LGBT+ History Month: Star Trek and LGBT+ Representation

Eleanor Tarr celebrates LGBT+ history in an unconventional fashion by charting its development in the popular sci-fi series Star Trek.

The sci-fi behemoth Star Trek first hit our screens in 1966, a time when the US was consumed by the Cold War and gripped by the Space Race; it was indeed a time of immense social and political change. So, in 1964, a forty-two-year-old Texan and ex-fighter pilot named Gene Roddenberry pitched an idea for a series that would change the world. He dubbed it the Wagon Train to the Stars, and it followed the exploits of a team of space travellers as they attempted to ‘explore strange new worlds’ and ‘seek out new life and new civilizations—to boldly go where no man has gone before’. Star Trek was born.

Yet, despite being hailed (no pun intended!) as the space opera, it has come under fire for ignoring LGBT+ characters. In this article, I aim not only to discuss the treatment of LGBT+ sensibilities in the Star Trek universe but also to suggest that those who have labelled Roddenberry’s creation as ‘heterosexual-central’ are wrong.

While the franchise’s first incarnation, the aptly-named Original Series, did not provide its viewers with LGBT+ characters, any Trekkie will know that queer readings have often been applied to the series’ protagonists, Kirk and Spock. Since the 1970s, the intense friendship between William Shatner’s Kirk and Leonard Nimoy’s Spock has been interpreted by some as homosexual, or at least, homoerotic. Though the on-screen relationship between Kirk and Spock appeared to be of friendship, there are scenes which support such queer readings. Spock commonly refers to Kirk as his ‘t’hy’la’, a Vulcan word which means ‘friend, brother, lover’, which could be construed as homoerotic. Both Shatner and Nimoy favoured this interpretation. As such, Star Trek became the source of ‘slash’ fiction — fan-generated stories which ‘ship’ same-sex characters in romantic relationships.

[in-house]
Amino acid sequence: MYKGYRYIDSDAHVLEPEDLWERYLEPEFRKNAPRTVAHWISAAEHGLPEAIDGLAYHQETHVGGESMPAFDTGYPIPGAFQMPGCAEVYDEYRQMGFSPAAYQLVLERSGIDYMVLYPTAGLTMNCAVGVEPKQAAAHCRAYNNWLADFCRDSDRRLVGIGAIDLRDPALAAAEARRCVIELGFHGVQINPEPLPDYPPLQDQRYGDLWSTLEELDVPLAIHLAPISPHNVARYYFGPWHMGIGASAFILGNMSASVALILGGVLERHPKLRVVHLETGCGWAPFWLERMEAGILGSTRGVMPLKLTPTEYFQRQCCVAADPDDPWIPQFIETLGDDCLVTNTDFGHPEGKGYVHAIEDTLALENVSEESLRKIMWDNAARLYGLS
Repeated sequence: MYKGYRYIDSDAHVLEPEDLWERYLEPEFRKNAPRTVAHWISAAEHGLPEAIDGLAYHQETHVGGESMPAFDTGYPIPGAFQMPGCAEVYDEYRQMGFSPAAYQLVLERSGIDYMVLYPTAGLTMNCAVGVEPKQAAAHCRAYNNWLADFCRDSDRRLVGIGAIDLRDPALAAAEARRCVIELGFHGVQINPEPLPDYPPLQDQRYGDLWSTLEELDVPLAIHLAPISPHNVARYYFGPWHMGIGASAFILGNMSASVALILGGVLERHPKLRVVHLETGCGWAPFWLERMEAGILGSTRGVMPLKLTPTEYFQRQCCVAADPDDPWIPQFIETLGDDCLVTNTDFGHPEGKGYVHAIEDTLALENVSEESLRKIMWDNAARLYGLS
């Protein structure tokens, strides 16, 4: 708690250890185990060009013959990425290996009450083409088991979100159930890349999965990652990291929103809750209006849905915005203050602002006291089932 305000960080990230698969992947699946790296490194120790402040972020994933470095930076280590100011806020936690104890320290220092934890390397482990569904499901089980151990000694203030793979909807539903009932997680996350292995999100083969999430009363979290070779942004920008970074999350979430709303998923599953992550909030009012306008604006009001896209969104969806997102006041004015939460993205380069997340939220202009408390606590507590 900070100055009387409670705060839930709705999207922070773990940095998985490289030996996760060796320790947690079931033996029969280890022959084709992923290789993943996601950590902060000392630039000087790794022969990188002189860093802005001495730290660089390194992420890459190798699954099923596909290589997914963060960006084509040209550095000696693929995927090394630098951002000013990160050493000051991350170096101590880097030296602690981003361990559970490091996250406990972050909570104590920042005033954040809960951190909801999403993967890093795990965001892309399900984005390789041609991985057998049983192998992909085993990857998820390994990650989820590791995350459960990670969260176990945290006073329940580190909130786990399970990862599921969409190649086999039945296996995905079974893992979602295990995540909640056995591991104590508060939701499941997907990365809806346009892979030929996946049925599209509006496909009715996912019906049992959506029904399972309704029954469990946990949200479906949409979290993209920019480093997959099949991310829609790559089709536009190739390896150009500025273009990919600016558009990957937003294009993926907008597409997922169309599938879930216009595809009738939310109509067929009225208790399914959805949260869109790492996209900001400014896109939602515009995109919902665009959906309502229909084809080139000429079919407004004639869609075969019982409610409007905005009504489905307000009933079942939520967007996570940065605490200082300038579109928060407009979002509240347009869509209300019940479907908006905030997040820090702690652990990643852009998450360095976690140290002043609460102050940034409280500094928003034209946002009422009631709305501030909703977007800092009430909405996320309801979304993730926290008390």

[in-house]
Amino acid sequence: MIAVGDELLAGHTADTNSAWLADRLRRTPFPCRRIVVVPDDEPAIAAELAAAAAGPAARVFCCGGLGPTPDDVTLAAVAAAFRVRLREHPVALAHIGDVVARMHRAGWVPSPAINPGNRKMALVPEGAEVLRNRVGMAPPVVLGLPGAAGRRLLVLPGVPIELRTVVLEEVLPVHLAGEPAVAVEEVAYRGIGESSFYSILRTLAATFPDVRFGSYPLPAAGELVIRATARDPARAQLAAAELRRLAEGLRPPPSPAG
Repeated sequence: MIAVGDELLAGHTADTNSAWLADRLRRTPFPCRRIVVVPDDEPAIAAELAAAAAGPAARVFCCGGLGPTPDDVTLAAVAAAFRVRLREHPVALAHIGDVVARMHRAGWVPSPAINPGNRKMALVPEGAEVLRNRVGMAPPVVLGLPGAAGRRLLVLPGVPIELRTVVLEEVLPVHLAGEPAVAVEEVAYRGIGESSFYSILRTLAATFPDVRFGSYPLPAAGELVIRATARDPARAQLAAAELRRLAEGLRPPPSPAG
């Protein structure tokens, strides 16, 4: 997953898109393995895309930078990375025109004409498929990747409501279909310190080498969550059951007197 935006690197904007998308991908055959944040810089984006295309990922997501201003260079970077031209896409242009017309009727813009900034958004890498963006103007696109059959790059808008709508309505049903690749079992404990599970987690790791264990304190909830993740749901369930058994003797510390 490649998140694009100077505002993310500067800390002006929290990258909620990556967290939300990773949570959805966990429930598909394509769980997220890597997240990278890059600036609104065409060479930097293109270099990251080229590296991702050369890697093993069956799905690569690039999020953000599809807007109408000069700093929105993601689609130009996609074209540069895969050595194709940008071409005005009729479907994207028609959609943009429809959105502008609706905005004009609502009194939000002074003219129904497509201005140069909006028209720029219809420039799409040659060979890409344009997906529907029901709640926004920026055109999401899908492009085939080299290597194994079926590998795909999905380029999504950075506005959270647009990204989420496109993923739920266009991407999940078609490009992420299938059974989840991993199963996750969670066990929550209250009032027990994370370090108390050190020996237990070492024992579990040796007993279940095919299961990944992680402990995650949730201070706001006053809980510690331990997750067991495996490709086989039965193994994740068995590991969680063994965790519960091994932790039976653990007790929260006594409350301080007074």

After a screen absence of 18 years, Star Trek: The Next Generation started airing in 1987. It was set 100 years after Kirk’s adventures and followed Captain Jean-Luc Picard (Patrick Stewart) as he led a new ship and crew. As a more modern take on Roddenberry’s vision, The Next Generation reflected how views on homosexuality, bisexuality and transgender experiences had developed since the 1960s. While screenwriter David Gerrold’s script ‘Blood and Fire’ was not picked up as an episode, it was made into a novel and subsequently adapted for a fan-made Trek series. ‘Blood and Fire’ narrated the troubles faced by two male crewmembers whose romantic relationship was destroyed when one of them falls prey to a deadly virus – an allegory for the AIDS crisis, which claimed thousands of lives in the 80s and 90s.

Furthermore, in the episode ‘The Offspring’, the alien Guinan (Whoopi Goldberg) answers an android character’s question about human sexuality by saying, ‘“When two people are in love…”’. The original script called for Goldberg to say, ‘“When a man and a woman are in love”’, but Goldberg changed the words herself because, as she noted, ‘This show is beyond that’. The Next Generation was the first sci-fi series to tackle the issue of gender neutralism; ‘The Outcast’ sees Commander Riker fall in love with a member of an alien species which is androgynous. Even if one argues that the Original Series failed to be ‘modern’ in its depiction of future sexuality the same cannot be said for its successor.